“I think there was plenty of public outreach and there [were] more opportunities in every part of [the day] for people to get out there and voice their opinion every step of the way over the last three years,” said Katz.
“People had the opportunity to show up, they just didn’t bother.”
Galvez, meanwhile, said construction would not be very disruptive, with a two or three block section being worked on at a time for two or three weeks each.
For those who feel they’ve been left out of the process, he encouraged them to call the city and ask to be included in the mailing list.
“We’d be more than happy to add them and keep them engaged,” said Galvez.
Santa Ana council members plan to discuss the project at their Aug. 5 meeting, where they’re slated to decide on whether to approve the preferred route.
The streetcar project is slated to ultimately be overseen by the Orange County Transportation Authority, where a board member said he was surprised to learn of the opposition.
OCTA Director John Moorlach, who is also a county supervisor, said Mayor Pulido has been telling board members that “everyone’s supportive of the streetcar.”
“Then I get this email from [Spencer] saying ‘we’re opposed and I’ve got 500 people who are opposed,” said Moorlach, who opposes the streetcar.
One aspect of the project that activists want more clarity about is the future development plans for Willowick Golf Course.
Both proposed streetcar routes would travel directly between the golf course and the city’s Santa Anita neighborhood, likely causing a significant boost to the value of the land if developed.
The course has been the subject of development discussions for years.
At one point, Mayor Pulido was arranging negotiations with the Chivas USA soccer team to build a stadium on the land.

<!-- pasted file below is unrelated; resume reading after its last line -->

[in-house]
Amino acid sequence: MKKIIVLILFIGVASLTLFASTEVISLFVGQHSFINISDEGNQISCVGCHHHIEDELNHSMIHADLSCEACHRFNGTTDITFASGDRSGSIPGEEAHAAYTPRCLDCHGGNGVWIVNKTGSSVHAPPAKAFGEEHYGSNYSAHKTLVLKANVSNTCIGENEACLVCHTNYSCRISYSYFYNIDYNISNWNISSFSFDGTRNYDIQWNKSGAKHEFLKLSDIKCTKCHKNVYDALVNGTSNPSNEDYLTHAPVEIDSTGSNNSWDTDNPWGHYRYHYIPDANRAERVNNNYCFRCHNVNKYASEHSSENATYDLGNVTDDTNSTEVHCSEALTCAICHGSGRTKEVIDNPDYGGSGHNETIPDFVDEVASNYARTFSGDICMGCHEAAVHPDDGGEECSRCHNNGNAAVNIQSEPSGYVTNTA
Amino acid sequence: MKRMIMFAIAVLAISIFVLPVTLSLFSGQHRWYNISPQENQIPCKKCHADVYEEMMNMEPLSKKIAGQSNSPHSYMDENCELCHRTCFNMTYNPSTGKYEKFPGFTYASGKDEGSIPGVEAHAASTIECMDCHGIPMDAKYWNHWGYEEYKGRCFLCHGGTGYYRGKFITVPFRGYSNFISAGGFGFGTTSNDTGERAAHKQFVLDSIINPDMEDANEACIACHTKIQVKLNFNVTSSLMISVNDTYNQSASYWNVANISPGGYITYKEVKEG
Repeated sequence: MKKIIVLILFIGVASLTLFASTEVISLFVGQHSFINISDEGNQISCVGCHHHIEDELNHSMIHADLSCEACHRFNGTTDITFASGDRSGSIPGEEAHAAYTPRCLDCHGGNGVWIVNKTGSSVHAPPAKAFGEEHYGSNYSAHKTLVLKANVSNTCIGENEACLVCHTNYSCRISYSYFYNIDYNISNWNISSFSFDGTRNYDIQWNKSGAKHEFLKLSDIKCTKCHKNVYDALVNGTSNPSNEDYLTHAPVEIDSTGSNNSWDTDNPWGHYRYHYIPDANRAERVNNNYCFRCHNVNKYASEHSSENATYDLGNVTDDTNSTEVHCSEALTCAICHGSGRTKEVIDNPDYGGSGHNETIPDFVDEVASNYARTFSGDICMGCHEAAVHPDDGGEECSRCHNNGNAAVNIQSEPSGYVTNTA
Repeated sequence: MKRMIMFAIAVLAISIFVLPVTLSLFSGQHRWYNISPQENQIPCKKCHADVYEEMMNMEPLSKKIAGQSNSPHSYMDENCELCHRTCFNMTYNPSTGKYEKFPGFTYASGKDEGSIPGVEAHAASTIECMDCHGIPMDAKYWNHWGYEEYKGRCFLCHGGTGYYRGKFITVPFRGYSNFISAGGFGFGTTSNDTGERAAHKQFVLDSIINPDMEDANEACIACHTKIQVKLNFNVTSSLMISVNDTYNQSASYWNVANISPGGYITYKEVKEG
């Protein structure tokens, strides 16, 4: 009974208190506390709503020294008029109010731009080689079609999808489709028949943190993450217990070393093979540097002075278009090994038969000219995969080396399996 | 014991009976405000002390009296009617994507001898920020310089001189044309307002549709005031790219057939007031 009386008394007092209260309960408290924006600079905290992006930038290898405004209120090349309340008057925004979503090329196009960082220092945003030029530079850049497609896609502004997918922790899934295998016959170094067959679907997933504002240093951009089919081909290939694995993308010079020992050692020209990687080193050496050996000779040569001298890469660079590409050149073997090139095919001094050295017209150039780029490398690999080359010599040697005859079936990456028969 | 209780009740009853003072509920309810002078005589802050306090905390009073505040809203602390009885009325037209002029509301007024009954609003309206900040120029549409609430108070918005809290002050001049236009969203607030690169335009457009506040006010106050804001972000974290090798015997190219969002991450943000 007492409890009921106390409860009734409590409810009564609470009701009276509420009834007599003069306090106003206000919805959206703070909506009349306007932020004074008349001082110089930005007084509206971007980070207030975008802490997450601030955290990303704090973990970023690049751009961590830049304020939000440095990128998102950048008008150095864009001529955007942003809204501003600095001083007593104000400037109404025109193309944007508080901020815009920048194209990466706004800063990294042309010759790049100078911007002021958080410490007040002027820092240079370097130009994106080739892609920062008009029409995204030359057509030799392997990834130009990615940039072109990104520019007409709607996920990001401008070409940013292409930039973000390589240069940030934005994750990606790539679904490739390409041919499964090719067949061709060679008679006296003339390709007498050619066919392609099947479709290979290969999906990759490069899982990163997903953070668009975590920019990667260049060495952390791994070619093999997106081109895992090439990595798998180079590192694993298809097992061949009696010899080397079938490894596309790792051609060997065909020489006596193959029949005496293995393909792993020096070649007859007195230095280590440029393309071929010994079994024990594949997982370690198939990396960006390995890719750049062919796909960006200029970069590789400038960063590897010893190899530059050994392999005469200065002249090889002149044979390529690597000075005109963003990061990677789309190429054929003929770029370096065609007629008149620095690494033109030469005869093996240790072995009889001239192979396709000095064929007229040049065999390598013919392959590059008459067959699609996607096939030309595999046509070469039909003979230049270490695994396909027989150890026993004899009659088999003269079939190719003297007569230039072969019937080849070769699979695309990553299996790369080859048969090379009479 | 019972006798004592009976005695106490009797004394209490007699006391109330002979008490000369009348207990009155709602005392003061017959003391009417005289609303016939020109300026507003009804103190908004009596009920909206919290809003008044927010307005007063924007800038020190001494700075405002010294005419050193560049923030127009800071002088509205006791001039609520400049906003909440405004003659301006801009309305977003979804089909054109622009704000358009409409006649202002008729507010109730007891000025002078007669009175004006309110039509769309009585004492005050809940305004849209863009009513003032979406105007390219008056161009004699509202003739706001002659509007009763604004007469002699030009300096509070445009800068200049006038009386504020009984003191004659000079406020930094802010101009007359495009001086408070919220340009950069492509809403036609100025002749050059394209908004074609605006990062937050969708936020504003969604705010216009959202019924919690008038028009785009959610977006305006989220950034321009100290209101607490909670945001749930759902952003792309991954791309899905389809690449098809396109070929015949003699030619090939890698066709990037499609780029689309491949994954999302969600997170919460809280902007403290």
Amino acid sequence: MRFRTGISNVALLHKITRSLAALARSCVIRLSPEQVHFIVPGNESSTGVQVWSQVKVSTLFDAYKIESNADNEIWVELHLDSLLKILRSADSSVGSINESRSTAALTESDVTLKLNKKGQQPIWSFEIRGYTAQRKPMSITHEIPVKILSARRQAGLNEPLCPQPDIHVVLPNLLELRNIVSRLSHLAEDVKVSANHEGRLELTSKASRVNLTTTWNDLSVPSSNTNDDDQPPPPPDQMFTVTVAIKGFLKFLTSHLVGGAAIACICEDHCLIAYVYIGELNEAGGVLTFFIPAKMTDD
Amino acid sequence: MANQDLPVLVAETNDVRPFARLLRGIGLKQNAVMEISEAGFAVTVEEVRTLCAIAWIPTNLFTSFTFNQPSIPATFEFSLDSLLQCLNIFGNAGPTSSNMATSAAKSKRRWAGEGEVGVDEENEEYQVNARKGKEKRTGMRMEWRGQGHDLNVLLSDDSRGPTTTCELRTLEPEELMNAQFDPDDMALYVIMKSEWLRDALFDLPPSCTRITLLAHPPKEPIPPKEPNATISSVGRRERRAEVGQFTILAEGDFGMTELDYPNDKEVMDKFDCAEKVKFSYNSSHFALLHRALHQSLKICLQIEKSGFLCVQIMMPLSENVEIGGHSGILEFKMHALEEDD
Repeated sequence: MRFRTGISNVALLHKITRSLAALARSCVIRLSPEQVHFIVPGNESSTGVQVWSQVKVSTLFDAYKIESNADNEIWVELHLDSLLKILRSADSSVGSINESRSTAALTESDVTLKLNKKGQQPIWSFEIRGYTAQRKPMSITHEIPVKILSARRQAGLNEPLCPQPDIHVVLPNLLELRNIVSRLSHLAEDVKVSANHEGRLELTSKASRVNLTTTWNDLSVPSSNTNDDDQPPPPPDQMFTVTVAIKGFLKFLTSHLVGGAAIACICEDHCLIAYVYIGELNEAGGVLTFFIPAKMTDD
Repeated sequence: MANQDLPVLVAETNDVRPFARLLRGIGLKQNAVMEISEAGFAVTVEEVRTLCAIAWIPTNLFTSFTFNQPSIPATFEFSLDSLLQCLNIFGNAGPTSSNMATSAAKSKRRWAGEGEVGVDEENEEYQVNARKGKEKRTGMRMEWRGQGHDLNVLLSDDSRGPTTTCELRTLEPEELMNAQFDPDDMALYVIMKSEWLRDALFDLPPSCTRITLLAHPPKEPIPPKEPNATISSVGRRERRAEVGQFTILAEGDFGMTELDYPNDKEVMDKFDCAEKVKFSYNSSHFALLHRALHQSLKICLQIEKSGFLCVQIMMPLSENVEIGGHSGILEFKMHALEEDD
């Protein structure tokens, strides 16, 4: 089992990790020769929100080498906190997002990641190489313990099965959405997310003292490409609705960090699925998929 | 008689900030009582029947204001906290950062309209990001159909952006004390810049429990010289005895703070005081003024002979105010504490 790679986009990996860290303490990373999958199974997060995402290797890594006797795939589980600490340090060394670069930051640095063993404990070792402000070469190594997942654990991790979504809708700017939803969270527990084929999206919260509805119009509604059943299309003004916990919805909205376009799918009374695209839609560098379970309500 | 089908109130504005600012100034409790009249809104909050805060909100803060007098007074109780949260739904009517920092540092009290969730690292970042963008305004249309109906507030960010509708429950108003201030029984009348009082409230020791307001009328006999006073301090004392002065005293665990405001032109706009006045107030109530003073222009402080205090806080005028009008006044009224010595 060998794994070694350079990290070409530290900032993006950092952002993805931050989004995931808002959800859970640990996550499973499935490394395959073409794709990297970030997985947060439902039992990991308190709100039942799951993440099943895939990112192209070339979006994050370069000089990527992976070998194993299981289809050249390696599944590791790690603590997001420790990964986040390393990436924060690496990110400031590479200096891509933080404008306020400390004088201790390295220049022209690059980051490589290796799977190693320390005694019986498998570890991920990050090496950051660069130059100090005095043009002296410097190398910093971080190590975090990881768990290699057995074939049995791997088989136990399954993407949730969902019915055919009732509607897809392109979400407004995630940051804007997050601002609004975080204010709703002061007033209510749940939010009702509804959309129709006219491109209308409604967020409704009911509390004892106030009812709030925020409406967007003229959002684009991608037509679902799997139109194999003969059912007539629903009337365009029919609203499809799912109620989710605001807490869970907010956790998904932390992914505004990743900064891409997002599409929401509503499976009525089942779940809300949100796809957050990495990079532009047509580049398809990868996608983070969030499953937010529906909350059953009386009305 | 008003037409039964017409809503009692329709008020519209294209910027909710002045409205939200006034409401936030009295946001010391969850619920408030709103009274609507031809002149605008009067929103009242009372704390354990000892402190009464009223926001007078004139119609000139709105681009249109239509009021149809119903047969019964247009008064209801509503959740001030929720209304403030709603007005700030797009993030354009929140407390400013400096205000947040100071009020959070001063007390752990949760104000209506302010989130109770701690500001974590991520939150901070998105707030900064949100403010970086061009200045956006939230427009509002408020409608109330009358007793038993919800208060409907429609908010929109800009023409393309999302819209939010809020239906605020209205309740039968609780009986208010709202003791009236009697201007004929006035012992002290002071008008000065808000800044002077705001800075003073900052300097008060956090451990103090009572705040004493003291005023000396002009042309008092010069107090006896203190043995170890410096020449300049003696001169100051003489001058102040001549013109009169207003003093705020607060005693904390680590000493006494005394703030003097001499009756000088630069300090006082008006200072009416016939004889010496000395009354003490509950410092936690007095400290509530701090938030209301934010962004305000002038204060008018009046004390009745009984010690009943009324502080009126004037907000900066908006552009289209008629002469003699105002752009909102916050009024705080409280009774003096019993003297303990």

And last year, the city of Garden Grove, which owns Willowick, considered selling the course to McWhinney Enterprises, the developers of an upcoming water park hotel in the city.
“The value of the Willowick Golf Course…for a medium density mixed-use development is estimated to be $50 million,” Garden Grove City Manager Matt Fertal wrote in an email to a different developer.
Santa Ana’s current website for the streetcar also marks the land as “Future Development Willowick Golf Course.”
Regarding Willowick, Moorlach said it “is likely the case” that “there something going on behind the scenes that we’re not aware of.”
“It would not be a shock if there was something going on and this were a motivating factor” behind the proposed route, he added.
Galvez said he was unaware of any specific development discussions surrounding the property.
Ultimately, Spencer said, the community wants to be part of an inclusive engagement around Santa Ana’s transit and development vision.
“I cannot figure out why they don’t shift over to this more modern way of working. Because people are doing it all over successfully,” said Spencer, pointing to engagement efforts in cities like San Antonio, Texas.
City leaders can take a big step forward, she added, by organizing a town hall meeting about the project.
“Together, we actually come up with the best idea for everyone.”
You can reach Nick Gerda at ngerda, and follow him on Twitter: @nicholasgerda.